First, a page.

I am trying to solve a standard PDE, but I got stuck on how to choose the separation constant such that I do not end up with a trivial, uninteresting solution. The system is presented below and my solution thus far.

$\left\{\begin{array}{ll}u_{t}(x,t)-\alpha u_{xx}(x,t)=C,\quad 0<x<L,\quad t>0\\u_{x}(0,t)=0,\quad u(L,t)=0,\quad t>0\\u(x,0)=0,\quad 0<x<L\end{array}\right.$

I begin by defining $w(x)$ so that it satisfies the following equation $\alpha w''(x)+C=0$ (this will turn the problem into a homogenous system by setting $u(x,t)=v(x,t)+w(x)$, where $v(x,t)$ is another function I define). The solution to the ODE above is $w(x)=\frac{C}{2\alpha}(L^2-x^2)$, using the boundary conditions above. Now, the new homogeneous system becomes:

$\left\{\begin{array}{ll}v_{t}(x,t)-\alpha v_{xx}(x,t)=0,\quad 0<x<L,\quad t>0\\v_{x}(0,t)=0,\quad v(L,t)=0,\quad t>0\\v(x,0)=\frac{C}{2\alpha}(x^2-L^2),\quad 0<x<L\end{array}\right.$

I use separation of variables: $v(x,t)=X(x)T(t)$. The first equation becomes $XT'=\alpha X''T\implies \alpha \frac{X''}{X}=\frac{T'}{T}=-\lambda$, where $\lambda$ is a separation constant. This results in the system

$\left\{\begin{array}{ll}\alpha X''+\lambda X=0\\T'+\lambda T=0\\\end{array}\right.$

We know that for $\lambda \leq 0$ only trivial solutions are obtained, so we set $0<\lambda$. The ODEs yield the following solutions:

$\left\{\begin{array}{ll}X(x)=A \cos(\sqrt{\lambda /\alpha }x)+B\sin(\sqrt{\lambda / \alpha}x)\\T(t)=De^{-\lambda t}\\\end{array}\right.$

Now, when I apply the BCs I get $A=0$ and if $B\neq 0$ then $\lambda =\frac{\alpha}{L^2}(\pi /2 +\pi n)$, where $n$ is a non-negative integer.

Is that correct? Do I just multiply $X$ and $T$ and sum up all these solutions for different $n$ using linearity and that is my (general) solution? It looks odd to me.

Best regards //

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    $\begingroup$ you still have to figure out the formula of the coefficients $a_n$ in $v = \sum_{n\geq 1} a_n \sin(\sqrt{\frac{\alpha}{L^2}(\pi /2 +\pi n) / \alpha}x)e^{-{\frac{\alpha t}{L^2}(\pi /2 +\pi n)}}$ for that use the BC's and/or IC's $\endgroup$ – rapidracim Jan 30 at 20:47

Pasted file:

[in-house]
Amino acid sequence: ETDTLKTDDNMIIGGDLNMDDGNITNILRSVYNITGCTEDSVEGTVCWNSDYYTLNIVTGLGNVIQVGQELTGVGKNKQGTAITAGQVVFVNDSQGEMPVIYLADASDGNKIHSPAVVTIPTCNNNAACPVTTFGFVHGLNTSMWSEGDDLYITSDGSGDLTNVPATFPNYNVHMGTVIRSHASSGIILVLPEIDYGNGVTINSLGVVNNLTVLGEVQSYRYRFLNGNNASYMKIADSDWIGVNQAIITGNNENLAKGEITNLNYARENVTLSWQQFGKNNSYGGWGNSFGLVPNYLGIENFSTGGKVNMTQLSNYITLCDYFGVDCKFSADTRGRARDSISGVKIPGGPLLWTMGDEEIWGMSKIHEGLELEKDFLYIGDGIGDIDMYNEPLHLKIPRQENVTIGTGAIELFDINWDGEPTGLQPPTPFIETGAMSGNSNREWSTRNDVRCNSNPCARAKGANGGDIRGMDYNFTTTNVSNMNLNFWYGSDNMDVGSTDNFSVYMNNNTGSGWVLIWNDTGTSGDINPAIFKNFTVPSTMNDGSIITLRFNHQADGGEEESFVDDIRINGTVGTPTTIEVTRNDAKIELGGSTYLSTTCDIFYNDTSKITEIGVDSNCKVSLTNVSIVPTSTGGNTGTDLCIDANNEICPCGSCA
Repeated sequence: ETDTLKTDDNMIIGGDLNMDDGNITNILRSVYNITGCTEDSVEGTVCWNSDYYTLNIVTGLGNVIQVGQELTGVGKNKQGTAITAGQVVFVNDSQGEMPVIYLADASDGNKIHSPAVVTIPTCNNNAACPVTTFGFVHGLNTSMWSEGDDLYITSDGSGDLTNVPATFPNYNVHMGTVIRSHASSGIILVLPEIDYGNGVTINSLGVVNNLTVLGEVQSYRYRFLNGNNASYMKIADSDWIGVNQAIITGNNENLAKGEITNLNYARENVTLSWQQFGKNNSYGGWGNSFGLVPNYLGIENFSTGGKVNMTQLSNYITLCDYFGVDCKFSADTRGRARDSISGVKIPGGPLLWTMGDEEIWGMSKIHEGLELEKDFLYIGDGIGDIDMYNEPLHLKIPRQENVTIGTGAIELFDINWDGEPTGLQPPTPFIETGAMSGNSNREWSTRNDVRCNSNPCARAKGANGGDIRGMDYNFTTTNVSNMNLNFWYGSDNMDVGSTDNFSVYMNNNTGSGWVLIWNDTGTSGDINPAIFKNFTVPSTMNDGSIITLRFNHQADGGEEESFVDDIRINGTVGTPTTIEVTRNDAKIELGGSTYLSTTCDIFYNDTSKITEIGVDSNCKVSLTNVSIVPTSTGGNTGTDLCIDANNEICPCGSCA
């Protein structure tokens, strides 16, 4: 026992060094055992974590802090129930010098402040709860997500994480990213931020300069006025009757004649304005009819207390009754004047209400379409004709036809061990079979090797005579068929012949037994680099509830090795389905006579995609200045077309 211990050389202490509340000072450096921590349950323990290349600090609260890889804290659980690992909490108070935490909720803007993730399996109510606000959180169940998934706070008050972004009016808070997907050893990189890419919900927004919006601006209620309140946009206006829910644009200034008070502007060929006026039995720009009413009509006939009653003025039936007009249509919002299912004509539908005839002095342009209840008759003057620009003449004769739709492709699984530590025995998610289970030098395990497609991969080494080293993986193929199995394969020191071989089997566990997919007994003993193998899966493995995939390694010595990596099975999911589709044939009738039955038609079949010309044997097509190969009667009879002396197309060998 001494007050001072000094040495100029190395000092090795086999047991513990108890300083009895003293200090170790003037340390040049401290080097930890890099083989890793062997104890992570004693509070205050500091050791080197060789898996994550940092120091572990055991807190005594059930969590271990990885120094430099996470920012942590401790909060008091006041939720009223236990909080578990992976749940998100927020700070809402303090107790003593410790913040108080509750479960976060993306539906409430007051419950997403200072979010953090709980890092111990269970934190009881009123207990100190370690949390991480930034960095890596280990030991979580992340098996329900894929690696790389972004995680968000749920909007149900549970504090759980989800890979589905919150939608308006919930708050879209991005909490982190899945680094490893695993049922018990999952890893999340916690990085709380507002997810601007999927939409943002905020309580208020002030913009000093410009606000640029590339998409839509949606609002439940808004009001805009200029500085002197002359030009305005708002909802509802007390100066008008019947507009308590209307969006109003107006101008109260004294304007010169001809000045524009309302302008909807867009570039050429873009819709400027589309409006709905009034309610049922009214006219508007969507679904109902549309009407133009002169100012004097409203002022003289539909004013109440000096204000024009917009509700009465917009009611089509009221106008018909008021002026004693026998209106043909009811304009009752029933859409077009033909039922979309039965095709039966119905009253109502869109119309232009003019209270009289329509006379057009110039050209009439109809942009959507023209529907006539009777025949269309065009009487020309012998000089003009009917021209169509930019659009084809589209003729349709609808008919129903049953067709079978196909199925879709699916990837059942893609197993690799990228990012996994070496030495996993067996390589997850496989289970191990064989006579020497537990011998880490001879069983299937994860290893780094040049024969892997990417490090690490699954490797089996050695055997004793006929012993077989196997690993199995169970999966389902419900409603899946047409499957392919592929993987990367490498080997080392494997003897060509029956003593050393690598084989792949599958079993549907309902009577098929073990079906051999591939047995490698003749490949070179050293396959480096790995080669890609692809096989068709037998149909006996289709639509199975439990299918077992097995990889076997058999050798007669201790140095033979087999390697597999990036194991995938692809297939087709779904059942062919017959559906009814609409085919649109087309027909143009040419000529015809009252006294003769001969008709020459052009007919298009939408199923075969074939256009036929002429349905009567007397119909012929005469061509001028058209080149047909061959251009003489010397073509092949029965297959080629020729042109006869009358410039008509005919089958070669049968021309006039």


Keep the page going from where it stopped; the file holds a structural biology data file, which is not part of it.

The eigenvalues look "odd" because you have mixed boundary conditions (Neumann on one side, Dirichlet on the other).

Note that the B.C. $X'(0) = 0$ forces $\color{red}{B=0}$, so the eigenfunctions have the form

$$ X_n(x) = \cos\left(\frac{(2n+1)\pi}{2L}x\right) $$

where $n = 0,1,2,\dots$ and $\lambda_n = \dfrac{\alpha\pi^2}{4L^2}(2n+1)^2$

The rest is business as usual. Write the general solution as a series and use the I.C. $u(x,0)$ to find the constants.

Edit: The solution is

$$ v(x,t) = \sum_{n=0}^\infty c_n e^{-\frac{\alpha \pi^2}{4L^2}(2n+1)^2t}\cos\left(\frac{(2n+1)\pi}{2L}x\right) $$


$$ c_n = \frac{\int_0^L f(x)\cos\left(\frac{(2n+1)\pi}{2L}x\right) dx}{\int_0^L \cos^2\left(\frac{(2n+1)\pi}{2L}x\right)dx } $$

and $f(x) = v(x,0)$

Edit 2: This result was derived from the orthogonality of the eigenfunctions. For $n\ne m$ you always have

$$ \int_0^L X_n(x)X_m(x)\ dx = 0 $$

To find $c_n$ such that

$$ \sum_{n=0}^\infty c_n X_n(x) = f(x) $$

Multiply both sides by $X_m(x)$ and integrate throughout

$$ \sum_{n=0}^\infty c_n\int_0^L X_n(x)X_m(x)\ dx = \int_0^L f(x)X_m(x)\ dx $$

Every term on the LHS will go to $0$ except for when $n=m$, therefore

$$ c_m \int_0^L [X_m(x)]^2\ dx = \int_0^L f(x) X_m(x)\ dx $$

  • $\begingroup$ Thanks, I didn't realize I had mixed boundary conditions. But when using the I.C. v(x,0) I obtain a series of cosines equal to a power of x and a constant. Is it possible to choose the coefficients such that these are equal? Or have I made a mistake somewhere. $\endgroup$ – SimpleProgrammer Jan 31 at 9:04
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    $\begingroup$ You have to find the corresponding Fourier series of the initial function. $\endgroup$ – Dylan Jan 31 at 10:02
  • $\begingroup$ I've been trying to get the same coefficients as you, but using Fourier series expansion for the initial function on the interval 0<x<L becomes something hideous. Are you using "Fourier's trick" or how did you obtain c_n in such a compact way? (Maybe this ought to be an entirely new question...) $\endgroup$ – SimpleProgrammer Jan 31 at 11:47
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    $\begingroup$ It's a result of orthogonality, i.e. $\int_0^L X_nX_m dx =0$ for $n\ne m$ $\endgroup$ – Dylan Jan 31 at 11:58
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    $\begingroup$ Yes, I did mean $v$. Thanks $\endgroup$ – Dylan Jan 31 at 16:29

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